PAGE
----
The Research Center for Leadership in Action (RCLA) at NYU Wagner will offer a one-year cohort-based leadership development program for mid- to senior-level women leaders from government and civil society organizations in Ghana. RCLA will select two cohorts of 15-20 women each working in public service across the nation. Women leaders will identify a pressing organizational or community need and design a public service action-learning project to address it. They will spend the following year working in small groups to implement their projects, aided by ongoing expert coaching via regular videoconferences and support from peers.
“In the half century since gaining its independence, Ghana has developed a strong and vibrant civil society to support its social, political, and economic growth,” noted RCLA Executive Director Bethany Godsoe. “As Ghana enters this next phase in its history, the continued strengthening of democratic institutions will be crucial to realizing greater prosperity, and NYU Wagner is honored to be identifying, nurturing, and equipping visionary women leaders as central to that effort.”
The Ghana Wins! Project builds on the collaborative relationship between NYU and the University of Ghana, which includes NYU’s study abroad site on the university’s campus in Accra, the country’s capital and largest city. For more than three years, the two universities and two medical centers—Korle Bu in Accra and Bellevue in New York City—have been working together and learning from each other.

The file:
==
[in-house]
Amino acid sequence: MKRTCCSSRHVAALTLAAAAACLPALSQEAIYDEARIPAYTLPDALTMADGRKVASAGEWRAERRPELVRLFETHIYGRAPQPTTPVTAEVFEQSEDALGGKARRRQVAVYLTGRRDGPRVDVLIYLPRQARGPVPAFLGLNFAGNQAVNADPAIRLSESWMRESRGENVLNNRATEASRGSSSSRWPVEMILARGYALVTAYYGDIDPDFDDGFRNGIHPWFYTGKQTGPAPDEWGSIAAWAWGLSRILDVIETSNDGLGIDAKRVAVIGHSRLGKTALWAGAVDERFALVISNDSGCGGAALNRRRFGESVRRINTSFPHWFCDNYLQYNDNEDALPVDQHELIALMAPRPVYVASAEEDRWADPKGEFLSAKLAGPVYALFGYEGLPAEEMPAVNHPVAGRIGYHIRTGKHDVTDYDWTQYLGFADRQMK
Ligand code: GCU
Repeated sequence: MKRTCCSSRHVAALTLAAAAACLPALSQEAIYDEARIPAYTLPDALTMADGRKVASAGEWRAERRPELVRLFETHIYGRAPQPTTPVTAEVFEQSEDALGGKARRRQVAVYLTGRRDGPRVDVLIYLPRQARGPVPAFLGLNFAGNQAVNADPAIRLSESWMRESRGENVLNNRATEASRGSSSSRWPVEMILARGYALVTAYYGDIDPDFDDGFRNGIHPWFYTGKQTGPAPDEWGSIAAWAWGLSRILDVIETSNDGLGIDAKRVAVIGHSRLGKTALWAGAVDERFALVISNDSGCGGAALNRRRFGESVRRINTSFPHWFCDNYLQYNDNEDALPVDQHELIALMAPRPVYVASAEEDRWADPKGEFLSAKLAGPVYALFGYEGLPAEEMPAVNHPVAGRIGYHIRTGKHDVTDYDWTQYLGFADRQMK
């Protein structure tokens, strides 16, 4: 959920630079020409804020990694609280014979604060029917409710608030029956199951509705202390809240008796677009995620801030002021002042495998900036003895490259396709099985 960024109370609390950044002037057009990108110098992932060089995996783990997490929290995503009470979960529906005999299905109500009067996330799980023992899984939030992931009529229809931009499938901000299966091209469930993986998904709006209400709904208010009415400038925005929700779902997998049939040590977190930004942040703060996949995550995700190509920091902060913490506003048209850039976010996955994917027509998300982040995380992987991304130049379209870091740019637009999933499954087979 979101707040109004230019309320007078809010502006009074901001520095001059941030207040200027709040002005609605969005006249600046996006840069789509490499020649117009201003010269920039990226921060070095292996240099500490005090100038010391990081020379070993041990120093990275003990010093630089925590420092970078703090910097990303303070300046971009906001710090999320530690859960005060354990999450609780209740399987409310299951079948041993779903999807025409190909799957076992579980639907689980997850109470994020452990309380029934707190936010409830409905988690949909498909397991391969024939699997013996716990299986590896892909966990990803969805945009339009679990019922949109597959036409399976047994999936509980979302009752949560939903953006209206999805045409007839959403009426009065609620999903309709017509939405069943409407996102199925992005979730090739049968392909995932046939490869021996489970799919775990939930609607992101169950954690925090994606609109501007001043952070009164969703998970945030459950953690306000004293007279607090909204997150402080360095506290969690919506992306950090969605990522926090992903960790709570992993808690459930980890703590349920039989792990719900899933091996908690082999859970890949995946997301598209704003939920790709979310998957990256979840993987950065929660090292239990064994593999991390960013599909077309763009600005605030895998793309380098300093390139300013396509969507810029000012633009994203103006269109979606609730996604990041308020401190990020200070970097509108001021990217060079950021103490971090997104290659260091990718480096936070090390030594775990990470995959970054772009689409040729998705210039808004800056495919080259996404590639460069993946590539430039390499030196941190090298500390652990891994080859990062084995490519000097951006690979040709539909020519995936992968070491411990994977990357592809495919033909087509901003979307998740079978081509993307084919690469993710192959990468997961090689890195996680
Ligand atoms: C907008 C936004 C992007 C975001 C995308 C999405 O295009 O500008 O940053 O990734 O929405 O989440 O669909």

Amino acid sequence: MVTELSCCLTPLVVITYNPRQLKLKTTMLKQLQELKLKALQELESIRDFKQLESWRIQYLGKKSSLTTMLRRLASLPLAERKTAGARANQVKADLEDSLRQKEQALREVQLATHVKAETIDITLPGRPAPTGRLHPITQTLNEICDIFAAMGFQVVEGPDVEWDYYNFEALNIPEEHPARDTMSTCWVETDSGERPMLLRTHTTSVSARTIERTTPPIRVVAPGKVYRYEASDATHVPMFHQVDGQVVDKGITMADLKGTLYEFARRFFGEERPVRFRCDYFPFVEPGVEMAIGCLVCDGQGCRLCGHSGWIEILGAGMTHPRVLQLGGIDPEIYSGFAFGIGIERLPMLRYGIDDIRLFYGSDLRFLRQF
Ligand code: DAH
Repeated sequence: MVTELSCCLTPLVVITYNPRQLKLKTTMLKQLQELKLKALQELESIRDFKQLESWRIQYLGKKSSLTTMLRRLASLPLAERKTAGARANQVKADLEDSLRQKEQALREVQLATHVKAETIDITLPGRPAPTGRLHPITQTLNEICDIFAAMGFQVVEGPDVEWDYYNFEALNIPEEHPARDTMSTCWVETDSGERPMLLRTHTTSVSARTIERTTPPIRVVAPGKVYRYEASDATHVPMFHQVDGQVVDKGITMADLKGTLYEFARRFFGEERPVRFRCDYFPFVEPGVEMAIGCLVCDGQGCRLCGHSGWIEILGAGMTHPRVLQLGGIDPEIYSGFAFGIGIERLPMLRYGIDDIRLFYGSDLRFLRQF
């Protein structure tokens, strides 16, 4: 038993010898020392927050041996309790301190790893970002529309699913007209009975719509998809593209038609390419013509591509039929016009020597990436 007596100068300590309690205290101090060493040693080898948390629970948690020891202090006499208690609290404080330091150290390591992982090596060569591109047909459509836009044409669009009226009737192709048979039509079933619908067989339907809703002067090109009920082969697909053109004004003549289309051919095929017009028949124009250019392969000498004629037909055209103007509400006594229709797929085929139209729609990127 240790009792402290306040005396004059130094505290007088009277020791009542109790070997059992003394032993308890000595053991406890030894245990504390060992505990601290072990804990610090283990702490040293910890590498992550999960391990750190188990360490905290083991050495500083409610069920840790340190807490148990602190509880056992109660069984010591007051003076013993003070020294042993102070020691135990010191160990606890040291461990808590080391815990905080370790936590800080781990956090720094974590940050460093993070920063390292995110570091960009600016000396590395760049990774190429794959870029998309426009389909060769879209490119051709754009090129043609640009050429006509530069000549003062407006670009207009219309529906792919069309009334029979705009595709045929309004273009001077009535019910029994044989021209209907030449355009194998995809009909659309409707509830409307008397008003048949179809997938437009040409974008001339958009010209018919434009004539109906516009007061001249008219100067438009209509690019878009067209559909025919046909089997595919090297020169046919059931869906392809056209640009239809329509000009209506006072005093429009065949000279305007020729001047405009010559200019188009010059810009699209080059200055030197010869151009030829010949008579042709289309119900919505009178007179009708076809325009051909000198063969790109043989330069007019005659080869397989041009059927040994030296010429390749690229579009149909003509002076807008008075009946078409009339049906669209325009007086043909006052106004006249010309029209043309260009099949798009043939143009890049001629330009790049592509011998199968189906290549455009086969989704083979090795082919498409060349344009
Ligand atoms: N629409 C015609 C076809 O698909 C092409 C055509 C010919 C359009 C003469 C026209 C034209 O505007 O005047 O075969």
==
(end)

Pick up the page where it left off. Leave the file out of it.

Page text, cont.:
In a nationally representative sample of nearly 3,000 children and adolescents, those who had higher concentrations of urinary bisphenol A (BPA), a manufactured chemical found in consumer products, had significantly increased odds of being obese, according to a groundbreaking study in the September 19 issue of Journal of the American Medical Association (JAMA) by NYU Wagner professors Leonardo Trasande and Jan Blustein.
Leonardo Trasande, M.D., M.P.P., who is co-affiliated with the NYU School of Medicine, presented the findings of the study at a JAMA media briefing announcing the Journal's new issue devoted to the question of obesity. The research, which has drawn national media coverage, is co-authored by Dr. Jan Blustein, M.D., P.h.D, professor of health policy and professor of medicine at Wagner and the School of Medicine. A third author, Teresa M. Attina, is affiliated with the School of Medicine, Department of Pediatrics.
Irshad Manji, director of the Moral Courage Project at NYU Wagner, testified today before the House Homeland Security Subcommittee on Oversight, Investigations and Management . The hearing examined military base security and lessons learned from the 2009 terrorist attack at Fort Hood, Texas.
In addition to Manji, who teaches at the Robert F. Wagner Graduate School of Public Service, witnesses included Douglas Winter, deputy chairman and editor-in-chief, William Webster Commission; Michael Leiter, former director, National Counterterrorism Center; and Kshemendra Paul, program manager, Information Sharing Environment, Office of Director of National Intelligence.
Dennis C. Smith, associate professor of public policy at NYU Wagner, has been appointed to serve as a member of the Commission on Peer Review and Accreditation (COPRA) of the National Association of Schools of Public Affairs and Administration (NASPAA).
NASPAA is a professional education association dedicated to the advancement of education, training, and research in public affairs/policy/administration. The association is a specialized accrediting agency for master’s degree. COPRA has independent decision-making and policy autonomy for purposes of accreditation review of master’s programs.
Professor Smith is among five new COPRA members appointed by incoming NASPAA president Jack Knott. The other new members include: Lisa Bingham, Indiana University;
Jo Ann Ewalt, College of Charleston; Jocelyn Johnston, American University, and
Andrew Whitford, University of Georgia.